Sharp v Sharp: Short marriages & the changing landscape of the law – a departure from the principle of sharing
Sharp v Sharp is an important case on the principles to be applied when dividing assets between parties on divorce. In this blog, Family Law in Partnership associate Carla Ditz looks at the recent Court of Appeal judgment in the case of Sharp v Sharp  EWCA Civ 408. The case concerned a departure by the Court from the principle of sharing and in which the wife was successful in reducing the capital sum awarded to the husband in a short marriage with no children.
The husband and wife were described as coming from a modest financial background and had both worked hard to achieve a certain level of financial security brought about by their successful careers. When the parties met, the wife was employed as a trader, earning approximately £100,000 per annum and the husband was employed in IT, working for an international organisation. He too was earning approximately £100,000 per annum (although he took voluntary redundancy in October 2012). The main difference in earnings, however, was that the wife, during the marriage, earned bonuses in the region of £10.5m. The husband’s bonuses were said to be ‘comparatively trivial’. Their joint financial positions, therefore, afforded them a certain lifestyle and standard of living during the marriage. The parties cohabited from the end of 2007 and married in June 2009. The wife petitioned for divorce in December 2013. The duration of the marriage (ie. the marriage plus the period of cohabitation) was therefore 6 years which included the 18 months of pre-marriage cohabitation. There were no children of the marriage and at the time financial remedy proceedings were brought, the parties were in their early 40s. Total matrimonial assets in the case were assessed at £5.45m. Save for two jointly held properties (both of which were funded by the wife), the rest of the assets were owned individually – there were no joint bank accounts or joint investments. Further the parties shared the household outgoings and often split restaurant bills, for example. The wife, therefore, argued that the parties largely maintained separate finances and that, by consequence, there was no pooling of assets.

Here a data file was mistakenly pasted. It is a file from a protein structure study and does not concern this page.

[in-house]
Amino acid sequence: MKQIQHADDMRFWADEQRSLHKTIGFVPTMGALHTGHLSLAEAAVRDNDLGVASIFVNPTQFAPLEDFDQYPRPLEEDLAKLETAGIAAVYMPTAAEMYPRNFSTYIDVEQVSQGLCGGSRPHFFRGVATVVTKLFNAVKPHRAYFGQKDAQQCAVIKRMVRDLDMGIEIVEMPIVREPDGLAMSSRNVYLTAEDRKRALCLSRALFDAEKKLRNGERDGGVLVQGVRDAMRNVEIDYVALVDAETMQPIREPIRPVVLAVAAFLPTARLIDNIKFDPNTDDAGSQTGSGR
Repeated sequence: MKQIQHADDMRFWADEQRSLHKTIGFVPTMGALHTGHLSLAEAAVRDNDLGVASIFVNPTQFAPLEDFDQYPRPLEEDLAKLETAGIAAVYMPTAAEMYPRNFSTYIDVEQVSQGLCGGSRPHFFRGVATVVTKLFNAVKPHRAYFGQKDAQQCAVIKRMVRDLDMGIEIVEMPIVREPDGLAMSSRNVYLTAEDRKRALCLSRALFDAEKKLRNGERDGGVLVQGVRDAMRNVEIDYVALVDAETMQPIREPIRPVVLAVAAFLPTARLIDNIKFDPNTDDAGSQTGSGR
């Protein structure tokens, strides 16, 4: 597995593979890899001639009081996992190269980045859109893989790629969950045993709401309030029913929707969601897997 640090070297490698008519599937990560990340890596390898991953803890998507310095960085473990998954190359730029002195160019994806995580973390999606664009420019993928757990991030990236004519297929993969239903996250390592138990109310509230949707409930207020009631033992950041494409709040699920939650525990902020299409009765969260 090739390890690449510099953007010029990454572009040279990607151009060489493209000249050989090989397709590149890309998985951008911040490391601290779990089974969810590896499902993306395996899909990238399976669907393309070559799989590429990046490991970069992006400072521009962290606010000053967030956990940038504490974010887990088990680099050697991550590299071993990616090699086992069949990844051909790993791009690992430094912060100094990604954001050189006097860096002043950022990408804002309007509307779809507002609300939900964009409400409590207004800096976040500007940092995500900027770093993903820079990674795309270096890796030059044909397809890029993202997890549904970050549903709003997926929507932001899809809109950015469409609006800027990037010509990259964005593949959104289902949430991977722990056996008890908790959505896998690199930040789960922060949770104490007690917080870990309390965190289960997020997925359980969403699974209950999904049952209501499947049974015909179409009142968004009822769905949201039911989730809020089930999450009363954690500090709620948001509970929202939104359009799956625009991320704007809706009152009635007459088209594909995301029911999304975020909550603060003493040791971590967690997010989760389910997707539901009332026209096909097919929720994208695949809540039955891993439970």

Financial remedy proceedings were brought by the wife and were heard in the High Court in May 2015 before Sir Peter Singer. At first instance a capital award of £2.725m was made in favour of the husband, representing 50% of the total matrimonial assets and designed to achieve a clean break. The wife appealed. On appeal, the award made to the husband was reduced to £2m.
Crucially, the award represents a departure from the longstanding principles of equality that apply to the division of assets on divorce and, in essence, the Court was being asked to determine to what extent a departure from equality (or ‘relaxation’ of the sharing principle) could be justified in a short marriage.
The significance of the judgment
Whilst the judge at first instance awarded the husband 50% of the total matrimonial assets, the Court of Appeal took a different approach and determined that a departure from equality in relation to short marriages may be justified in certain circumstances. The Court of Appeal’s award of £2m comprised: